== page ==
Endothelial cell (EC) junctions regulate vascular permeability and play a central role in the development and function of the cardiovascular system. Activation of Rap1 GTPase stabilizes these junctions and the applicant found that KRIT1, the Rap1-binding protein product of KRIT1, a gene linked with cerebral cavernous malformations (CCM), may mediate Rap1 GTPase stabilization of EC-cell junctions. CCM is a common vascular anomaly affecting more than a million Americans, predisposing them to a lifetime risk of stroke and other neurologic sequelae. There is currently no therapy to prevent the genesis or clinical progression of CCM lesions. The applicant has also found that heart of glass (HEG1), a receptor genetically-linked to KRIT1, interacts with KRIT1, as do integrin cytoplasmic domains. KRIT1 binds directly to CCM2, the product of another gene associated with CCM and he found that loss of either KRIT1 or CCM2 in ECs, leads to increased activation of Rho Kinase (ROCK). Thus, he hypothesizes that Rap1 binding targets a macromolecular complex containing KRIT1 and CCM2 to EC-cell junctions where it is retained by binding to the HEG1 cytoplasmic tail and stabilizes junctional integrity by inhibiting RhoA and its effector, Rho Kinase (ROCK). To test these ideas the applicant will map the Rap1 binding region on KRIT1 to make mutants that disrupt Rap1 binding and examine their effects on KRIT1 function and localization. Similarly, he will identify mutants of the Switch 1 region of Rap1 that disrupt binding to KRIT1 and assess their effects on Rap1 stabilization of EC-cell junctions. This information will be used to decipher the role of Rap1 in the localization and function of KRIT1. Secondly he will examine the direct interaction of KRIT1 with HEG1 and create mutants of each partner that fail to interact. He will then test the function of these mutants in stabilizing EC-cell junctions and RhoA-ROCK activity. Thirdly, the applicant will analyze the mechanism of RhoA and ROCK inhibition to extend the hypothesis that KRIT1-CCM2 suppresses the activity of the RhoA effector, ROCK, thereby stabilizing EC-cell junctions. In particular, he will assess the structural features of KRIT1 that enable it to inhibit RhoA and ROCK. He has found that the interaction of CCM2 with KRIT1 is required for suppression of RhoA/ROCK activity and he will use KRIT1 mutants that are excluded from the nucleus and fail to bind CCM2 to test the idea that CCM2 regulates RhoA by controlling the localization of KRIT1 to cell-cell junctions. He will also use insights into how KRIT1 binds to integrins to test the hypothesis that KRIT1 recruitment to EC junctions limits integrin signals, such as RhoA activation, that disrupt the cell-cell junctions. These studies will provide fundamental insight into a newly discovered multiprotein complex that regulates vascular development and barrier function and have the potential to identify new therapeutic targets in CCM, a significant unmet medical need.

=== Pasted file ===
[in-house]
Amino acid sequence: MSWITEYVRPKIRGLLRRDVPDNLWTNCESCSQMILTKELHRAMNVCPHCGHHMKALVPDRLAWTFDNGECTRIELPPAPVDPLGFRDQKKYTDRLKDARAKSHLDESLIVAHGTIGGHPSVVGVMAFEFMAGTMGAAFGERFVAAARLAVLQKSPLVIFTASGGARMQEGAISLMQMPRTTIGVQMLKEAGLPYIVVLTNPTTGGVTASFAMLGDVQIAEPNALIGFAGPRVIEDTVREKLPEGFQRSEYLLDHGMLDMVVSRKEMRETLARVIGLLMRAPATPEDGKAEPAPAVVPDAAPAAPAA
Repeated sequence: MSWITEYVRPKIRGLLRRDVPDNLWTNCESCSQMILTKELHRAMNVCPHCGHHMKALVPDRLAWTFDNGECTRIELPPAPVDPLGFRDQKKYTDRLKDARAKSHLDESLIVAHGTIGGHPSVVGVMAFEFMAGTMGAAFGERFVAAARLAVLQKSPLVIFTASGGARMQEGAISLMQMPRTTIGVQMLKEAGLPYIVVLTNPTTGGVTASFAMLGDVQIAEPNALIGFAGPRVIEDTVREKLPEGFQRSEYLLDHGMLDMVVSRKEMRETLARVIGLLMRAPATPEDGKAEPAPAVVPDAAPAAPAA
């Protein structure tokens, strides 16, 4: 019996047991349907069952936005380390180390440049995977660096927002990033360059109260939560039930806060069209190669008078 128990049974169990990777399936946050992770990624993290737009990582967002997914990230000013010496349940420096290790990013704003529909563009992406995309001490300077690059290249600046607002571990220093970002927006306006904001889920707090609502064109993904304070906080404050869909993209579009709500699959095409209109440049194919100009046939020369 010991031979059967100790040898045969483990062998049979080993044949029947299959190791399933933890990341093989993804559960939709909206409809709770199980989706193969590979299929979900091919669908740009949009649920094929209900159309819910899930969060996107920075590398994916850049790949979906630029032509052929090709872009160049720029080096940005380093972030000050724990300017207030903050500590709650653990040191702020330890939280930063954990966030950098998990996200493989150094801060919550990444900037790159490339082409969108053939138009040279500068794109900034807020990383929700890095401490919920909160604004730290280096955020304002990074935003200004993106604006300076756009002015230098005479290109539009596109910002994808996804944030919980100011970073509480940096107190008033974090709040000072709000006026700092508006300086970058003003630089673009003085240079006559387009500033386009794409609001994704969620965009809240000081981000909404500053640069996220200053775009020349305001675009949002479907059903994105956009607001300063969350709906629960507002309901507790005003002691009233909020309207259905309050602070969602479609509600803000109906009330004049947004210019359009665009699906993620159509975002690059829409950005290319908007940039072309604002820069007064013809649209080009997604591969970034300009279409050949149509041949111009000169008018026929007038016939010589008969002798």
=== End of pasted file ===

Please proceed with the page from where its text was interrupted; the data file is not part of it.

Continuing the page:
Vascular leak plays a major role in a wide variety of diseases and there is presently no therapy to reduce the development of cerebral cavernous malformations (CCM), nor the significant associated morbidity, despite the fact that more than one million Americans bear these lesions. Our studies have already implicated the RhoA/ROCK pathway in this disease; the existence of relatively well-tolerated drugs that can modulate this pathway, has suggested new directions for therapy of vascular leak and CCM. These studies will provide fundamental insight into the CCM multi-protein complex that contains three proteins whose genes are linked to CCM; these insights may lead to identification of additional therapeutic targets for these diseases.
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